It was all right there, laid out perfectly before Colt McCoy's eyes.
A Big 12 championship. A BCS title game berth. Even, perhaps, a Heisman trophy.
All the Texas quarterback needed to do was take one more snap and look to get a few more yards to put his team's kicker, Hunter Lawrence, in good position to kick the game-winning field goal.
McCoy took the snap with seven seconds remaining, rolled to his right and saw nothing but red jerseys (which was about all he saw during Saturday night's Big 12 Championship in Arlington, Tex.)
No problem, right? McCoy didn't have to get any more yards, per se. He just needed to make the smart play and throw the ball out of bounds with two, maybe three seconds left.
Then Lawrence would trot on the field, and the Longhorns would head to the BCS championship game in Pasadena.
Only one problem: McCoy forgot to throw the football. Until it was almost too late.
Whether he didn't realize the clock was so low, felt he could rifle the ball out of bounds in a split second, or was simply unconcerned with the issue altogether, the senior let the ball fly with about two seconds to play.
The ball soared over the Nebraska bench out of bounds, landing just as the clock read "0.00."
Nebraska fans, players, and coaches began celebrating an apparent win. McCoy, knocked to the ground for the umpteenth time by Husker defensive tackle Ndamukong Suh, was left on his knees, staring in disbelief that the game could possibly be over.
For a moment, everything McCoy and his Texas teammates had played for appeared to be lost. For a moment, the Heisman quarterback looked remarkably un-Heisman-like.
Fortunately for the Longhorns, a review of the play revealed that there was, indeed, one second remaining on the clock when McCoy's pass landed out of bounds.
But think about it for a moment: What if there hadn't been?
McCoy, the NCAA's winningest quarterback of all time and the leader in the pack for the Heisman trophy, was precisely one second away from making a mistake that would have ended his team's title hopes. One second away from having an otherwise stellar career defined by one decision.
Can you say "Chris Webber?"
Obviously, the gaffe quickly became a moot point, as Texas did kick the game-winning field goal Saturday night and will, indeed, play for the BCS title Jan. 7 against Alabama .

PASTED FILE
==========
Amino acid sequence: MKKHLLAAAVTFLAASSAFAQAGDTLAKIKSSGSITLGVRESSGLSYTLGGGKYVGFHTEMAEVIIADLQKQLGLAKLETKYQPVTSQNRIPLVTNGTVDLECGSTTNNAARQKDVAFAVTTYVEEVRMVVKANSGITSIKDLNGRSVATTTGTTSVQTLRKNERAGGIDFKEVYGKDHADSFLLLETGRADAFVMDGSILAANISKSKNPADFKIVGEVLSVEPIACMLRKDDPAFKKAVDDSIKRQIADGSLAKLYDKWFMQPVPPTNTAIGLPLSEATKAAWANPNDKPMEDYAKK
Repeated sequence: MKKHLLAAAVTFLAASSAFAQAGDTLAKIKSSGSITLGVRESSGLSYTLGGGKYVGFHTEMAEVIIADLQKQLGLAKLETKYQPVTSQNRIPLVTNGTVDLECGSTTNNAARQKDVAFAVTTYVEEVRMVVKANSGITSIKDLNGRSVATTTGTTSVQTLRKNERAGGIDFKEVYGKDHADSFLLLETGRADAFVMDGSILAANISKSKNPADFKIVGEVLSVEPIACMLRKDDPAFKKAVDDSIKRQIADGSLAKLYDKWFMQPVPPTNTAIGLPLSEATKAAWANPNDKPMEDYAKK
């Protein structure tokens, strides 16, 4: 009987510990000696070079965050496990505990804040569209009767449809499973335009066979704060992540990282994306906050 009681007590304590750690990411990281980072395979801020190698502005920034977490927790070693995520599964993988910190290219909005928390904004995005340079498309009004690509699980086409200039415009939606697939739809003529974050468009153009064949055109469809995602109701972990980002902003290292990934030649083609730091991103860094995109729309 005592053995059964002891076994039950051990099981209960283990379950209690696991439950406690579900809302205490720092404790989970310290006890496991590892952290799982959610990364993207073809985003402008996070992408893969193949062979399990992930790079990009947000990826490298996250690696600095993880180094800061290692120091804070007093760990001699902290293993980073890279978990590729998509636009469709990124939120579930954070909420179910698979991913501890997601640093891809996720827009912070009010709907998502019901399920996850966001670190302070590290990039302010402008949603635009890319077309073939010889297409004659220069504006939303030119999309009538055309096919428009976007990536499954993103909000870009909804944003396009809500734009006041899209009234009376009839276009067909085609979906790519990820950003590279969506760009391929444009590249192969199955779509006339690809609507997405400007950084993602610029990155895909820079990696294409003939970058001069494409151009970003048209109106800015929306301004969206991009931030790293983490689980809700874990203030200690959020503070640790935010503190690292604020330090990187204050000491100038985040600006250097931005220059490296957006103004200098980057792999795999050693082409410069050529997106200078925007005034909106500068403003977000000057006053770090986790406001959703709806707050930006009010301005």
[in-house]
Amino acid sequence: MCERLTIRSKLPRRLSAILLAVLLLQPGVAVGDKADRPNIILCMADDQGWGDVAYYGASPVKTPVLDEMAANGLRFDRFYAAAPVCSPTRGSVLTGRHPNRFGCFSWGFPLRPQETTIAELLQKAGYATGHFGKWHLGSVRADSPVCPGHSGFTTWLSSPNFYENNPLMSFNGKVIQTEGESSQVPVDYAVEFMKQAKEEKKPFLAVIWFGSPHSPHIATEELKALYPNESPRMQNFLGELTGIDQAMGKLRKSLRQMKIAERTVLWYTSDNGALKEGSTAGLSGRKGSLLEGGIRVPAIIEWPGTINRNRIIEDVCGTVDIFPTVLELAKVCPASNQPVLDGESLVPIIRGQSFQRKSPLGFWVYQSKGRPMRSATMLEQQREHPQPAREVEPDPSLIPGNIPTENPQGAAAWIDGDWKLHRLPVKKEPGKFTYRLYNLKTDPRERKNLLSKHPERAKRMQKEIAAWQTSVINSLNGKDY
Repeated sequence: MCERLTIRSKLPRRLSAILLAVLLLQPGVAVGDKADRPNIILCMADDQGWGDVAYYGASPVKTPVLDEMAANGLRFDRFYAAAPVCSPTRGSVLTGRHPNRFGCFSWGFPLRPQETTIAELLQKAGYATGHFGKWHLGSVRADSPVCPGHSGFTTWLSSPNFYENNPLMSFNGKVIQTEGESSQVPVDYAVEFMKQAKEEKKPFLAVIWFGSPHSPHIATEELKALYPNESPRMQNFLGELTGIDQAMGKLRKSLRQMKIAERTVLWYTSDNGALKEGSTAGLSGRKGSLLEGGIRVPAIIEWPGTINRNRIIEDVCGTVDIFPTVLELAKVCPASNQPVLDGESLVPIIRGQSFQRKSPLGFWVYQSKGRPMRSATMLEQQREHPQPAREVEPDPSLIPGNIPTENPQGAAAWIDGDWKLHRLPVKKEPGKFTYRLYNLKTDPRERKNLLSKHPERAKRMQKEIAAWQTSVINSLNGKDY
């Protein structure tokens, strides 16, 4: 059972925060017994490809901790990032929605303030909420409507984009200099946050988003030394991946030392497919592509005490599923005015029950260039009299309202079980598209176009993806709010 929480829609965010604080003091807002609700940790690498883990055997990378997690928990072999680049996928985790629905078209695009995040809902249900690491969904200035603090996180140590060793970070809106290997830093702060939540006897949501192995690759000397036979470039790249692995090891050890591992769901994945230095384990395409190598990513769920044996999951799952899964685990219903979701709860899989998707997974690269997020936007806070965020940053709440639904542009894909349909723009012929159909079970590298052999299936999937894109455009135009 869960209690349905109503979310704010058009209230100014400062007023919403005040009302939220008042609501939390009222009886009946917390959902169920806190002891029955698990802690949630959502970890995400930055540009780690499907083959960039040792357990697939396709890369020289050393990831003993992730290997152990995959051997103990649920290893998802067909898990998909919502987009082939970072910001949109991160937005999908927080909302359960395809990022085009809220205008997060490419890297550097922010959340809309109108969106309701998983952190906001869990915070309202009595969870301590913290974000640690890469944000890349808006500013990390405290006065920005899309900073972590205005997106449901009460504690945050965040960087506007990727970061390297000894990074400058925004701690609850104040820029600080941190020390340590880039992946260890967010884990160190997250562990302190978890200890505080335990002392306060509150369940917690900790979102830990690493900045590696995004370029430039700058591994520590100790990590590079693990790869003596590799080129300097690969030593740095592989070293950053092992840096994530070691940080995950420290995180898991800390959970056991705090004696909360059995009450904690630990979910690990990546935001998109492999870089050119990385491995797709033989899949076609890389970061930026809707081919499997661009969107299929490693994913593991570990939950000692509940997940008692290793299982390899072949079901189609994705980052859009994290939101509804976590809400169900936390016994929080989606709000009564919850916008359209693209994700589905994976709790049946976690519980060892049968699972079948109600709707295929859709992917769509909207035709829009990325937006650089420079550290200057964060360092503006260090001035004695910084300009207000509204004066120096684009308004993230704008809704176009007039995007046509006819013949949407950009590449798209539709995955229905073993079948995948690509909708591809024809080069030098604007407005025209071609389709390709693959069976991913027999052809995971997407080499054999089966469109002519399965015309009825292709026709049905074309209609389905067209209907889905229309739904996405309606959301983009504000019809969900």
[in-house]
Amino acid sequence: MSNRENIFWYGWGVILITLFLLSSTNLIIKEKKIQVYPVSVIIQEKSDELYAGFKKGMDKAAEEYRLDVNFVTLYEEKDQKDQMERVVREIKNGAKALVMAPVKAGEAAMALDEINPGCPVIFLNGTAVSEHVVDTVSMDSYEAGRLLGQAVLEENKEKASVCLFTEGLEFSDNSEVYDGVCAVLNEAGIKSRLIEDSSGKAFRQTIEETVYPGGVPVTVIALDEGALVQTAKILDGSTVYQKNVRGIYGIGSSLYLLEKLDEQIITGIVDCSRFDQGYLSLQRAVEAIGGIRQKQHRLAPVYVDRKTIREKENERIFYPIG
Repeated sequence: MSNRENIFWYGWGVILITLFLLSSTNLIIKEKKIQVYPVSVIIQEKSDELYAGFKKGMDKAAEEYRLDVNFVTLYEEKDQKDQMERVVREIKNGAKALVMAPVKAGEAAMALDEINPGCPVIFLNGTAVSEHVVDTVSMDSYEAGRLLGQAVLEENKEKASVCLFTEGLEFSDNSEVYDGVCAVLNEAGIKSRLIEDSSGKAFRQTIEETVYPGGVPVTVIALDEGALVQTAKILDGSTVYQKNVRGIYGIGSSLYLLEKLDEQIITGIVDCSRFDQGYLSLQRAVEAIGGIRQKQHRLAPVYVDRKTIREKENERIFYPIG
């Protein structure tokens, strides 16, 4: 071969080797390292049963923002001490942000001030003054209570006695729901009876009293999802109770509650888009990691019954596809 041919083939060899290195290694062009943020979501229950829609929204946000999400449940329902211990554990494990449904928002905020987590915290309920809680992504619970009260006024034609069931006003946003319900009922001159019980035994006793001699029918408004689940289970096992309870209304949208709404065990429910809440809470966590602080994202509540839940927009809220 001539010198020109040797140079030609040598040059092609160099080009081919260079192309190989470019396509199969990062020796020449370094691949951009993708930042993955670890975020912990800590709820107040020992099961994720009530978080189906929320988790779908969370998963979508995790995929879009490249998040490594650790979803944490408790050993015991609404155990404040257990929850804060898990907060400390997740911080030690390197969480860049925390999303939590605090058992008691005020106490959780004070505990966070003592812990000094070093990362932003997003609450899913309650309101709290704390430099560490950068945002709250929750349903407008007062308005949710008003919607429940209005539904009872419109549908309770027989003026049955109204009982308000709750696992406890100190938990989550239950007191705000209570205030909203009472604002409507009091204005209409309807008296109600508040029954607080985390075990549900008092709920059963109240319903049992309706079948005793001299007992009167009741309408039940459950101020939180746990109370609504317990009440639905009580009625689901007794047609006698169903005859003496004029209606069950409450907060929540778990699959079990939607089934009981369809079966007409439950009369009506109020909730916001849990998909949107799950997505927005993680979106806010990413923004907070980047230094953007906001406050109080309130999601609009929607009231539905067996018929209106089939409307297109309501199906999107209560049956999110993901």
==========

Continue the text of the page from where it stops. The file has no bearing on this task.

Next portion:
And style points don't win you national championships, anyways.
Unfortunately for McCoy, however, style points do factor in to winning a Heisman.
McCoy's near-blunder Saturday was as shocking as it was inexcusable for a four-year starter.
McCoy said after the game that he wasn't concerned about time.
"When we got the play call in there, it was 15 seconds left," McCoy told reporters. "So I wasn't worried about it. If I would have gotten the edge, I would have run for a couple, gotten Hunter in the middle and called timeout..."
"I figured we'd have one or two seconds left. When I saw everybody rushing the field I thought, there's no way. We've got one or two seconds left."
Okay, Colt. We believe you. You had everything under control.
But why in the world would you let the clock tick that close to zero before releasing the ball? Why take the chance that time might run out—or that the officials would fail to properly review the play?
Clearly, McCoy lost track of time, if only for a second. But it was a second that could have cost him and his team everything.
Texas had a title wrapped up and, despite an unimpressive performance (184 yards, O TD, 3 INT), McCoy still likely remained the Heisman front-runner.
And it's that fact that made that surprising second so unthinkable. Players like McCoy just don't make mistakes like that.
With Heisman ballots due from voters just a day later, McCoy should have had a moment of coronation Saturday night. Instead, the final image burned into voters' minds was that of a near historic blown opportunity.
In comparison, for Alabama's Mark Ingram, voters' last memory was a 189-yard, three TD performance in an SEC championship victory over Florida.
For Stanford's Toby Gerhart, it was a 205-yard, four-score day against Notre Dame .
For Florida's Tim Tebow, it was... actually, never mind on that one.
And for Nebraska's Ndamukong Suh, it will be pressuring another Heisman contender into making a near-fatal mistake.
The only question remaining is whether the final memory of McCoy's one-second slip-up Saturday night is enough to outweigh a masterful season.
In today's world of instant results and overreaction, it's possible that one play could cost Colt McCoy the Heisman.
The good news for McCoy, of course, is that his season is not done yet.
And Heisman or no Heisman, he has a chance to make us all remember him as something else entirely—a national champion.
Just think of it as a "second" chance.